Dugan’s Poems Two

When I first read Alan Dugan’s Poems Two while in college, I kept a record of poems I liked on a notecard, a notecard that I transferred over to his collected poems when I bought it last year. I thought it might be interesting to compare my favorites then and now. I liked less poems this time, but the two I did like were two of those I liked when I first read.

I’m not sure whether it’s frightening or comforting that I chose the same poems forty years later. Although I’d like to think my tastes have improved with age, I guess I could rationalize that I had as good of taste then as I have now, at least in poetry.

i guess you’ll have to look at the two poems which seem, to me, at least to represent some Dugan’s greatest strengths. I suppose “Credo” must have seemed particularly relevant to me as a college senior who was about to graduate and had spent most of his college career studying poetry, with absolutely no desire to purse a career in teaching at a college:


They told me, “You don’t have
to work: you can starve,”
so I walked off my job
and went broke. All day
I looked for love and cash
in the gutters and found
a pencil, paper, and a dime
shining in the fading light,
so I ate, drank, and wrote:
“It is no use: poverty
is worse than work, so why
starve at liberty? when I
can eat as a slave, drink
in the evening, and pay
for your free love at night.”

I’m sure this poem resonated with me because one of the reasons I didn’t pursue a career in the arts was precisely the fear of starving. I’d seen my father work way too hard to earn a living to ever want to go down that road myself.

On the other hand, after spending four of the best years of my life studying poetry I wasn’t exactly looking forward to spending the rest of my life working for a bank or for Dun and Bradstreet.

You’ll notice, though, that the poet wrote “It is no use: poverty/ is worse than work” but it doesn’t say that he actually went out and got a job. It might be significant that this poem appears later in the volume:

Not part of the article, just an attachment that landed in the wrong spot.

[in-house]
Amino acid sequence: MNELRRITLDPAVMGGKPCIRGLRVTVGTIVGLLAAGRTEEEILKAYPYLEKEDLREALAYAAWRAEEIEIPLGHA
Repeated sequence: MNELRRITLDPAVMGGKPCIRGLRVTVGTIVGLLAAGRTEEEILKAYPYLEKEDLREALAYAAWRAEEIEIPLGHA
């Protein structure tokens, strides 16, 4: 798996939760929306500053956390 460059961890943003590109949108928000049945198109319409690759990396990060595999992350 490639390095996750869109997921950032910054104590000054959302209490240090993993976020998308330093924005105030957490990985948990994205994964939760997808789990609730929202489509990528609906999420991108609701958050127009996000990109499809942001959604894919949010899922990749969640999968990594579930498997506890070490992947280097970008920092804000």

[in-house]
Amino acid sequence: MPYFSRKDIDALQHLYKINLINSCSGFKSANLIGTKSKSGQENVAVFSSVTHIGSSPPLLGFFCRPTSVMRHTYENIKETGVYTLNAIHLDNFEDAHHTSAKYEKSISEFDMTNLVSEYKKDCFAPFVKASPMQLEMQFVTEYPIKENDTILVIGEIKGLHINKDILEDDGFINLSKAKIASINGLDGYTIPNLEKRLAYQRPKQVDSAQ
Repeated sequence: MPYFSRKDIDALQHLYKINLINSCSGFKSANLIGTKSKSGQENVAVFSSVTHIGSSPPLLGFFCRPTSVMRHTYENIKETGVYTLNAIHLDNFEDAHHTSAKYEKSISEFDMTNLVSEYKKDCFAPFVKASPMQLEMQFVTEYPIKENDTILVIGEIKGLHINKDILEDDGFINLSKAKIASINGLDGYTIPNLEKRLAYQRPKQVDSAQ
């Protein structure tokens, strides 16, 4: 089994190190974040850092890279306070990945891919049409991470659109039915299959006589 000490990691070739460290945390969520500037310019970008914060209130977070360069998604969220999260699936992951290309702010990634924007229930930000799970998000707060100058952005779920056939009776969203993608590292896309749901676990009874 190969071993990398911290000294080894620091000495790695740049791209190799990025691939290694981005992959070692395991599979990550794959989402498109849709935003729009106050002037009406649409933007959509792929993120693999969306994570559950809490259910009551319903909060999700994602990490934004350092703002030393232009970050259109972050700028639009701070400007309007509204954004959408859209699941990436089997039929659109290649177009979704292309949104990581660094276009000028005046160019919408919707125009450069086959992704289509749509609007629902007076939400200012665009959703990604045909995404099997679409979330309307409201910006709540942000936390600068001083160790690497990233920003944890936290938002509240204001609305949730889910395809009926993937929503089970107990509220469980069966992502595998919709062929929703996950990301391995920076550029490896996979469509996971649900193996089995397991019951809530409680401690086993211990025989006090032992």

The cut rhododendron branches
flowered in our sunless flat.
Don’t complain to me, dear,
that I waste your life in poverty:
you and the cuttings prove: Those
that have it in them to be beautiful
flower wherever they are!, although
they are, like everything else, ephemeral.
Freedom is as mortal as tyranny.

I’ll have to admit I was often, though not always, attracted to the young girls who hung around poetry circles. Rejecting arbitrary forms of beauty was appealing, at least until I noticed leg hair sticking out of the dark nylon stockings. My recent trip to Boulder, Colorado, however, caused me to wonder whether living an alternative lifestyle might not have some rather deleterious effects on both your health and looks, at least as you begin to age.

8 thoughts on “Dugan’s Poems Two”

  1. These two poems speak to me, especially “poverty is worse than work.” He has captured the essence of the creative life, except for those few who make enough money with their art, and make it seem as though something is seriously wrong with the rest of us. Work, in this case, not meaning the work of creation, but work for someone else on someone else’s terms, work that steals time and energy from the work of creation. I’m curious what path you took, since you said you had no desire to teach at a university. Regarding the effect of an alternative lifestyle, I think the reason it poses a health risk, and I’m beginning to think that it does, is because good health care in this country is limited to those who can afford it without blinking, or those who are employed with benefits, that is, not writers, not artists.

  2. This is a rehash for many regular readers, rae, but as a result of my experiences in Vietnam I ended up first as a caseworker and then as a high school English teacher, where I mainly focused on teaching thinking skills, not poetry.

    Most of the poetry I’ve kept for myself, separate from my teaching.

    I did teach yearbook, but mainly focused on photographic fundamentals, not the artistic side.

  3. I spent 30 years of my life “on the road”. Not in the Kerouac sense, more in the Arthur Miller sense – ie as a travelling salesman. Or freelance publishers’ agent, as I liked to put it. Now I’m looking for an alternative lifestyle But not necessarily an “alternative” lifestyle.

    I love the poems.

    Don’t you think underarm hair, however, is rather appealing?

  4. Poverty may be worse than work but as an ageing, out of his depth IT worker I am opting for poverty rather than another five years of technology I cannot keep up with. Loren, you have shown me through your pictures and poems and insights that there is much to be enjoyed in retirement. I am looking forward to relative freedom in 2008 and beyond

  5. Rudi,

    I’ve never been happier than I am since I’ve retired, Rudi. Of course, I also took three months off every summer as a teacher rather than trying to find any kind of work. Hell, I even refused to work 10 extra days the last two years of teaching in order to boost my retirement.

    “Comfortable” is all I’ve ever asked for in the way of money.

    I had problems trying to update the site yesterday and somehow lost the .htaccess file in restoring the site. (probably because files beginning with “.” seem to be invisible on a mac unless you’re using certain programs.

    Then I had to get Shelly Power’s assistance in restoring permalinks.

    I’m pretty sure the problem is served.

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